St. John Chrysostom is talking about hell, as is clear from the text when read as a whole. After all, he says that the punishment is "forever," and so I suppose there is no difference between the East and West as long as you believe that St. Augustine's purgatory never ends and is really hell (gehenna).
Here's what you posted again. (emphasis mine)

"If any man have an ill life with a right faith, his faith shall not shelter him from punishment, his work being burnt up. The phrase, "shall be burned up," means, "shall not endure the violence of the fire." But just as if a man having golden armor on were to pass through a river of fire, he comes from crossing it all the brighter; but if he were to pass through it with hay, so far from profiting, he destroys himself besides; so also is the case in regard of men's works. For he does not say this as if he were discoursing of material things being burnt up, but with a view of making their fear more intense, and of showing how naked of all defence he is who abides in wickedness. Wherefore he said, "He shall suffer loss": lo, here is one punishment: "but he himself shall be saved, but so as by fire"; lo, again, here is a second. And his meaning is, He himself shall not perish in the same way as his works, passing into nought, but he shall abide in the fire.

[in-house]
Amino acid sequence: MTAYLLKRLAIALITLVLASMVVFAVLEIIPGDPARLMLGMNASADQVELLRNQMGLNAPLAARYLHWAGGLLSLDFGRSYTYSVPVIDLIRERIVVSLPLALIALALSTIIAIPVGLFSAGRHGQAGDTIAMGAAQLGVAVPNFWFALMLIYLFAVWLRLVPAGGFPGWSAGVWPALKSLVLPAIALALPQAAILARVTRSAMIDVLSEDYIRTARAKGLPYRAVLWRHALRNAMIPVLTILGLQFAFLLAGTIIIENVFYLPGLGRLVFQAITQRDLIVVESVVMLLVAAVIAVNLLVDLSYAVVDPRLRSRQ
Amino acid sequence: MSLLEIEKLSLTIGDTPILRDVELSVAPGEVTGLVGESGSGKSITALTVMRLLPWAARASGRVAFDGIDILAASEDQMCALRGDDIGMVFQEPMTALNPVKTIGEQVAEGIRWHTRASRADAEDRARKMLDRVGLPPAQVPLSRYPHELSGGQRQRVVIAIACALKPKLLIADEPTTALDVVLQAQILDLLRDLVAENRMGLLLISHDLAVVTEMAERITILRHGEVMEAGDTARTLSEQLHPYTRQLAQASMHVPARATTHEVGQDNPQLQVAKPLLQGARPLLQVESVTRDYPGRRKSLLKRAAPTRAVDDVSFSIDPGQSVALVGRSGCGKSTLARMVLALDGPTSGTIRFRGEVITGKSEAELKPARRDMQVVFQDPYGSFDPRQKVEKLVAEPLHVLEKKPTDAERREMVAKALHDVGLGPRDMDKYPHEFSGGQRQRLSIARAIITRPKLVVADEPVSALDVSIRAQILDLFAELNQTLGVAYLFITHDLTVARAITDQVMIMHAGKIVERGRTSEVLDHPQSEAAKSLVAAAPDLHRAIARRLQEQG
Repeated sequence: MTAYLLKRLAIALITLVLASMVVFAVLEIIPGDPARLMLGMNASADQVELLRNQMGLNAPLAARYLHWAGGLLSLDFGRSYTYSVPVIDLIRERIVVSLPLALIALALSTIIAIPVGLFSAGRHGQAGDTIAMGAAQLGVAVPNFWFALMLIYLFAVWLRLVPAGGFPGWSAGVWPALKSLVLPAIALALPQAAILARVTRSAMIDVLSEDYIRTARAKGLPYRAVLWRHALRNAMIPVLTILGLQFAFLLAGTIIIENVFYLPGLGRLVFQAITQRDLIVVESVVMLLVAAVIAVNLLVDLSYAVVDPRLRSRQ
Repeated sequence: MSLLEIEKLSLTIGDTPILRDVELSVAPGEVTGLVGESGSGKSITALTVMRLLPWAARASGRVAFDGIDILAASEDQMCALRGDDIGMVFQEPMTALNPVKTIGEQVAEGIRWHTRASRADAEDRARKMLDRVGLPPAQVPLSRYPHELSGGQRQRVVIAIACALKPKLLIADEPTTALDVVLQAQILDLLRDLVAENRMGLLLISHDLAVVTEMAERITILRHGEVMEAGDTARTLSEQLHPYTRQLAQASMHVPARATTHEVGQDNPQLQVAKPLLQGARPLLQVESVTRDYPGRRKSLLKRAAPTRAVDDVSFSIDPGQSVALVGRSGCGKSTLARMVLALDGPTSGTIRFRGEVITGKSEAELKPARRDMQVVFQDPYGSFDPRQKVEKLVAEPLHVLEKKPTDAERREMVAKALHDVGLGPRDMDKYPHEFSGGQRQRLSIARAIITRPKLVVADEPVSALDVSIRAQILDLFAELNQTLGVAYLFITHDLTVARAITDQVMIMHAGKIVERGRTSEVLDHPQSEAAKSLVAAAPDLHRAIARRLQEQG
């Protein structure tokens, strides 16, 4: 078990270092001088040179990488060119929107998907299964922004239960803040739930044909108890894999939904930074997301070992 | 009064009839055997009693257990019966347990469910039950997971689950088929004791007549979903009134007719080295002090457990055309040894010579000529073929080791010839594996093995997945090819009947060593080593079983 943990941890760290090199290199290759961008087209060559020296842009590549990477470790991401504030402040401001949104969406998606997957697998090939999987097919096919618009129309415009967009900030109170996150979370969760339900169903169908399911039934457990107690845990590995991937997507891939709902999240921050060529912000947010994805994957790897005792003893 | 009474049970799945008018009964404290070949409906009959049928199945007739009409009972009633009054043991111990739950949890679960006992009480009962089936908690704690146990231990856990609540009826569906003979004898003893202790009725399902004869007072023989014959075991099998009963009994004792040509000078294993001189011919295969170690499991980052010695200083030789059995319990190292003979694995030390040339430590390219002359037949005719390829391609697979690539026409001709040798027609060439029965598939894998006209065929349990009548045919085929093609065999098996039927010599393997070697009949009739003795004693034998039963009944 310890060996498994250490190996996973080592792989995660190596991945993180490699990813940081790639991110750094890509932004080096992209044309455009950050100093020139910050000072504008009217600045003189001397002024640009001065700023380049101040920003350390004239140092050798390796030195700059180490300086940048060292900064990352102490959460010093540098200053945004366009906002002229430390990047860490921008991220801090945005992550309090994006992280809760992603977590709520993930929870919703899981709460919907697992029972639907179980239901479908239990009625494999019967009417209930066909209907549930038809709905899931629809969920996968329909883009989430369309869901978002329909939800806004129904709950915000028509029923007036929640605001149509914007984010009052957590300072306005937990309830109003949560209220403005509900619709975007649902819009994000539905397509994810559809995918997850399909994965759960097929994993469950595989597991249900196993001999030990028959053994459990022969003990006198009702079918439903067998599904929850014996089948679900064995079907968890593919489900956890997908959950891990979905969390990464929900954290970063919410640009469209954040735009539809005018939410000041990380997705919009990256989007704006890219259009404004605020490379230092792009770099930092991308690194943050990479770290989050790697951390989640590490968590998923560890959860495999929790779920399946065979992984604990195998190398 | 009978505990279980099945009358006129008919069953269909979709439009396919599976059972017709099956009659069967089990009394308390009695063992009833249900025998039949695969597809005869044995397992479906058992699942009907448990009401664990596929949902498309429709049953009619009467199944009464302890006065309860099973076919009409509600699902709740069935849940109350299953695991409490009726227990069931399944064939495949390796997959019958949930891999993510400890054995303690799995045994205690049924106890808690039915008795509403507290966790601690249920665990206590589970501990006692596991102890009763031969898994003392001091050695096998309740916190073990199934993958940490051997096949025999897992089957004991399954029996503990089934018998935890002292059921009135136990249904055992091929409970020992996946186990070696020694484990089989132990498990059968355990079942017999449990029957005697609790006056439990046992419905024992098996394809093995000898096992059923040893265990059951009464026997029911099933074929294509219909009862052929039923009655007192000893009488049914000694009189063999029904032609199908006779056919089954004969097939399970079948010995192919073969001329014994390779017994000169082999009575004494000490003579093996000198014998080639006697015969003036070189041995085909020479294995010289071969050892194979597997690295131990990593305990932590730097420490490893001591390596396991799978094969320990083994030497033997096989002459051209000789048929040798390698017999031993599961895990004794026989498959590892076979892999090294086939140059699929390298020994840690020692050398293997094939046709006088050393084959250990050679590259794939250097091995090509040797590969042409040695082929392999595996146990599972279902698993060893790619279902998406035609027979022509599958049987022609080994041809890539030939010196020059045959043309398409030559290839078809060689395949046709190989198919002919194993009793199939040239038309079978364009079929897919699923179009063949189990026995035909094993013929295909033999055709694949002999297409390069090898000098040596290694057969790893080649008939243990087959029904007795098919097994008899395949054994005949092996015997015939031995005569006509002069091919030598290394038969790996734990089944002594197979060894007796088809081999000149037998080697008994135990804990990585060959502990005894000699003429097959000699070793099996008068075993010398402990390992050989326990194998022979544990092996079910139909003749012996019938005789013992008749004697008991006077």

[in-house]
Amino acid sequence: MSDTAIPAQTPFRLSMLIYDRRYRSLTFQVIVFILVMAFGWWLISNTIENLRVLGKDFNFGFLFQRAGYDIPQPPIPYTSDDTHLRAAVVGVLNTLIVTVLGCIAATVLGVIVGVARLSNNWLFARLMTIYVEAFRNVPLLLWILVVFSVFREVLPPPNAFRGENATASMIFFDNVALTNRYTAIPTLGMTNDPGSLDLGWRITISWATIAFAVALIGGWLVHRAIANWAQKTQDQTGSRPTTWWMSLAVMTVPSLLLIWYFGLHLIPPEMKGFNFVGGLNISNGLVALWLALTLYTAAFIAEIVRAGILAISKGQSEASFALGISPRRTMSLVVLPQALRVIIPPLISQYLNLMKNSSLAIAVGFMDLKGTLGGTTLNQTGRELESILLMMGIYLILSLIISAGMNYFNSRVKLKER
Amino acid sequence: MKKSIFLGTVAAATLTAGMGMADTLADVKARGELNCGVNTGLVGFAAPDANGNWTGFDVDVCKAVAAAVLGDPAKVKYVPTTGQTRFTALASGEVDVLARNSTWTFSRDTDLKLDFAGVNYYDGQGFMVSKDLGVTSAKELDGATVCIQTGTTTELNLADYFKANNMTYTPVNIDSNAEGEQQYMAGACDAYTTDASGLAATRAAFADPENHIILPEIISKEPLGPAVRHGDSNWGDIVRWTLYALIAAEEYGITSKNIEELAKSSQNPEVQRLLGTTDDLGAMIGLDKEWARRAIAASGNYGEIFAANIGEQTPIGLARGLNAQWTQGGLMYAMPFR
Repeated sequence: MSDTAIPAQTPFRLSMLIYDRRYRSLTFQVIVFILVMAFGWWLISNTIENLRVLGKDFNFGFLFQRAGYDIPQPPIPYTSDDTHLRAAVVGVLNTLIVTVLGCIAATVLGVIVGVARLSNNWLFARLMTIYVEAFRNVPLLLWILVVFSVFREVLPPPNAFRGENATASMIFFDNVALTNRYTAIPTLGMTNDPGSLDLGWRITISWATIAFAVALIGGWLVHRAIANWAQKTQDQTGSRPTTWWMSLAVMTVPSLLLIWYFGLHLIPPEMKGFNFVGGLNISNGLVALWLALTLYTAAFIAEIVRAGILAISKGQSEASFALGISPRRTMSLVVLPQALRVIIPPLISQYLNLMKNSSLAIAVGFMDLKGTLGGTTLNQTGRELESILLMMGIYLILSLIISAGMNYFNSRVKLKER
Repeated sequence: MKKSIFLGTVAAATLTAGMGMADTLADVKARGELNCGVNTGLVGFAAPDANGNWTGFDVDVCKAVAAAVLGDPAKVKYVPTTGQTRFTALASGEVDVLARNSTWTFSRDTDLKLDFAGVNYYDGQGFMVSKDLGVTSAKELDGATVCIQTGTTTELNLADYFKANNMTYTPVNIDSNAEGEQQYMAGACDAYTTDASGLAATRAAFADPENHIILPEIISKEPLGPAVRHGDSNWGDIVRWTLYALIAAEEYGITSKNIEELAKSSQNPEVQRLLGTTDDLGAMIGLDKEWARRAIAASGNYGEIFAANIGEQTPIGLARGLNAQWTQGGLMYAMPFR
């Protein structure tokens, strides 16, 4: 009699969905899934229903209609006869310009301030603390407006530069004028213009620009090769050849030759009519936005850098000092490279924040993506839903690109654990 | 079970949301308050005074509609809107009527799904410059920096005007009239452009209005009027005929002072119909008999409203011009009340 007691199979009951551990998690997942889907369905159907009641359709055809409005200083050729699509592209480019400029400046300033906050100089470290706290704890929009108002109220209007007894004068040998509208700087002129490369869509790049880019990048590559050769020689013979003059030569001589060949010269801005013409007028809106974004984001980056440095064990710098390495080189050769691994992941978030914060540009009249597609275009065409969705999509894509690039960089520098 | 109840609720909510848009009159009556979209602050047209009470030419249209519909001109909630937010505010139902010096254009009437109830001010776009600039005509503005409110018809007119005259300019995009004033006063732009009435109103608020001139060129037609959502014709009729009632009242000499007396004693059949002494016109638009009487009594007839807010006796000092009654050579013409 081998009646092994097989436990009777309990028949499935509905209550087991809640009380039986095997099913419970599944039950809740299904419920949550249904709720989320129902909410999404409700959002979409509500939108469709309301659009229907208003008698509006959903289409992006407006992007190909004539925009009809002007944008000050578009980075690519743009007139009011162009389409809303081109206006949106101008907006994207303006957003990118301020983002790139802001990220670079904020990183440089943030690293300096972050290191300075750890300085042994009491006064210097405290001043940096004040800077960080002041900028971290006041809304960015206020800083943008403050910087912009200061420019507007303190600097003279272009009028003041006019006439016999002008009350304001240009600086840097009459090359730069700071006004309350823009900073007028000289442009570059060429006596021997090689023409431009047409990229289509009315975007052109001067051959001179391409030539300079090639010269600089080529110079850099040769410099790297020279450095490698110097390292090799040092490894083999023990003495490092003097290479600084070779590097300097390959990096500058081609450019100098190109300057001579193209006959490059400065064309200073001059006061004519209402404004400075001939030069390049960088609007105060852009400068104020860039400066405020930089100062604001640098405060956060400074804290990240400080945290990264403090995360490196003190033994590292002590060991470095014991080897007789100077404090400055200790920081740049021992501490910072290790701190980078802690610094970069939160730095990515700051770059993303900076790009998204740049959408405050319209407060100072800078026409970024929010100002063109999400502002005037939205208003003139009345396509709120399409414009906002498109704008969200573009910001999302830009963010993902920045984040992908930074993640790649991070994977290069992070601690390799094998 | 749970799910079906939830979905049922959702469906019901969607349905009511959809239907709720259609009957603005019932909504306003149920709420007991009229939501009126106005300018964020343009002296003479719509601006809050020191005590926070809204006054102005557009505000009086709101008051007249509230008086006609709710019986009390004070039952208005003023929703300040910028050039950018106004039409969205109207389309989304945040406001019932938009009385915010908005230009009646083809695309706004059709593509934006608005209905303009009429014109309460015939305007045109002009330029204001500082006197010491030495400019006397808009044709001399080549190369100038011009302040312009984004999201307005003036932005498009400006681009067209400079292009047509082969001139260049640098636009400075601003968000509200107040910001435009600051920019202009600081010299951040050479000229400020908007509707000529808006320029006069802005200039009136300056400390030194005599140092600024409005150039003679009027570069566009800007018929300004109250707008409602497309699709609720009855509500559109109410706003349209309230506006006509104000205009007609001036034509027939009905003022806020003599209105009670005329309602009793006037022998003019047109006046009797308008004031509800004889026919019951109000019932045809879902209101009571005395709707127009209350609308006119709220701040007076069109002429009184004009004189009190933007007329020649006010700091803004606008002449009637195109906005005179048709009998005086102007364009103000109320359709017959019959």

[snip]

I guess I'm not reading this the same way you are. If one goes through this and comes out brighter on the other side, that suggests to me purification.

(quote cont)


"He calls it, however, Salvation, you will say; why, that is the cause of his adding, "so as by fire": since we also used to say, "It is preserved in the fire," when we speak of those substances which do not immediately burn up and become ashes. For do not at sound of the word fire imagine that those who are burning pass into annihilation. And though he call such punishment Salvation, be not astonished. For his custom is in things which have an ill sound to use fair expressions, and in good things the contrary. For example, the word Captivity seems to be the name of an evil thing, but Paul has applied it in a good sense, when he says, "Bringing into captivity every thought to the obedience of Christ." And again, to an evil thing he has applied a good word, saying, "Sin reigned," here surely the term reigning is rather of auspicious sound. And so here in saying, "he shall be saved," he has but darkly hinted at the intensity of the penalty: as if he had said, "But himself shall remain forever in punishment." (St. John Chrysostom, Homily 9 on 1 Corinthians) "

If one goes to hell, it is an intensity that lasts forever, they are not saved in any sense of the word, there is no getting out. Chrysostom seems to be talking about 2 different cases. One soul is saved through the process, the other isn't. Either way, one comes out shiney on the other side the other remains in the fire.
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Last edited by steve b; Jun 20, '12 at 2:05 pm.